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it is claimed that the so called G-Test can be used as a replacement for the well-known Chi-squared test. The G-test is defined as: [tex]G = 2\sum_i O_i \cdot \log \left( \frac{O_i}{E_i}\right)[/tex]whereOand_{i}Eare the observed and expected counts in the cell_{i}iof a contingency table.

I see a big problem with this.

Namely, the valueGis directly proportional to the total amountNof observations!

This is easily seen even with the most trivial example of a coin toss. Suppose we want to test wheter a coin is fair or not. We collectN=10samples and we obtain{1 head, 9 tails}.Thus, according to the above formula.G≈7.36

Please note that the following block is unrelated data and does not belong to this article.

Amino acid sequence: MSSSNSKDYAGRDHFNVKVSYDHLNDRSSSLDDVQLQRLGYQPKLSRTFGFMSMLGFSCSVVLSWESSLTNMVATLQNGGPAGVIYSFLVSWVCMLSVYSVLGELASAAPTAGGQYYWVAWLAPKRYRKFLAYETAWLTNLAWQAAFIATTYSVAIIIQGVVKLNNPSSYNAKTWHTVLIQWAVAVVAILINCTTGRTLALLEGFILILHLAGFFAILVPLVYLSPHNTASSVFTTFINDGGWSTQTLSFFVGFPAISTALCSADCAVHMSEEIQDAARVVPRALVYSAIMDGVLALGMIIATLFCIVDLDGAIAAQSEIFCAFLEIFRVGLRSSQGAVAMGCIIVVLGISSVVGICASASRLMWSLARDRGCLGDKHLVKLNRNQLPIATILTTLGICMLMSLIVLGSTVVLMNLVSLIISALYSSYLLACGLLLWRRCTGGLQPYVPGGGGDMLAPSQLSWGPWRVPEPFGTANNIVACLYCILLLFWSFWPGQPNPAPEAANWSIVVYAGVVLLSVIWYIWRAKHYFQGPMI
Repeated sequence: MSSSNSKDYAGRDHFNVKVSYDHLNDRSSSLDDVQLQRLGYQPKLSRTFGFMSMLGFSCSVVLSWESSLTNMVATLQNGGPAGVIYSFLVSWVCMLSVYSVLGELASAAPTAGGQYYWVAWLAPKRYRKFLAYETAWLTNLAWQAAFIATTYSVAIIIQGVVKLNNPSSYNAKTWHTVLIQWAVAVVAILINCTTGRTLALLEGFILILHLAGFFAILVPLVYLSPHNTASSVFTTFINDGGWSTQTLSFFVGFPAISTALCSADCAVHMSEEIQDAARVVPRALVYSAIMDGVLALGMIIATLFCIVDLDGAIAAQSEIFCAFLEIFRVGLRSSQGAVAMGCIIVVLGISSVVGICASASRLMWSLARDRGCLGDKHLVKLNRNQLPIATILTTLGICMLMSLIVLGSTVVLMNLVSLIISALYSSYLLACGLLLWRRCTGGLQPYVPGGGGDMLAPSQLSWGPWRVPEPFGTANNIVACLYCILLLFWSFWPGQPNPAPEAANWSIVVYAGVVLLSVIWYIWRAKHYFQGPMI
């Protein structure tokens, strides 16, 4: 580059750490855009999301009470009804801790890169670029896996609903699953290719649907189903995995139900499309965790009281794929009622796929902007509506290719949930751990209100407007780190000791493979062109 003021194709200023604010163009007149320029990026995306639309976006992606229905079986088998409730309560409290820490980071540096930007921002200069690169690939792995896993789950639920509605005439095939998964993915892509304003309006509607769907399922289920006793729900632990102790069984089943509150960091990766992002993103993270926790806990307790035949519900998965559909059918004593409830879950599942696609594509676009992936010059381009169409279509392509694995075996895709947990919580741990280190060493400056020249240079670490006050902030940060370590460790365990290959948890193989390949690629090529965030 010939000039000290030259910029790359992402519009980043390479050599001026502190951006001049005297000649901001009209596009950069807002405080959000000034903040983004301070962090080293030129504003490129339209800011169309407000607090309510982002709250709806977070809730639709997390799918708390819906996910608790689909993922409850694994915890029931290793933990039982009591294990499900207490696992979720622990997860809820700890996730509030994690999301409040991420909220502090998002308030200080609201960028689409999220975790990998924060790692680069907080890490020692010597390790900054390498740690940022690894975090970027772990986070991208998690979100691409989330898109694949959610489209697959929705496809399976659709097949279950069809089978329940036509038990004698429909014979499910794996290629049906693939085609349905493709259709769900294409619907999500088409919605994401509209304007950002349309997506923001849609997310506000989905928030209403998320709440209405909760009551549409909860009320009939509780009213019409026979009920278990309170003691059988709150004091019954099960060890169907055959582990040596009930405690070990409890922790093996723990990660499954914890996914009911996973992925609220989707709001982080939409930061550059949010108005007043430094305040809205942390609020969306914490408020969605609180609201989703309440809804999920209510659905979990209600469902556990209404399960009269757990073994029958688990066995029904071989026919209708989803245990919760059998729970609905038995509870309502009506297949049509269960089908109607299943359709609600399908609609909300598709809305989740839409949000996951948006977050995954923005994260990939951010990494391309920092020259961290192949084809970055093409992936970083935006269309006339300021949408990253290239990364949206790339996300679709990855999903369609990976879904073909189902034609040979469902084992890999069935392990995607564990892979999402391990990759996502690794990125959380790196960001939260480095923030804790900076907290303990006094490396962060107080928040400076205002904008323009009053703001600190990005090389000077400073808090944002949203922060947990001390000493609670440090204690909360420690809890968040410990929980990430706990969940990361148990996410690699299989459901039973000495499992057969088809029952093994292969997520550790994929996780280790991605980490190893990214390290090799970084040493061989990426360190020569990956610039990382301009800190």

Now suppose we collectN=100samples and we obtain{10 heads, 90 tails}. Well, according to the above formula we now get, exactly ten times more.G≈73.6

So, what is the threshold value forGabove which we reject the null-hypothesis that the coin is fair?

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# Question on G-Test

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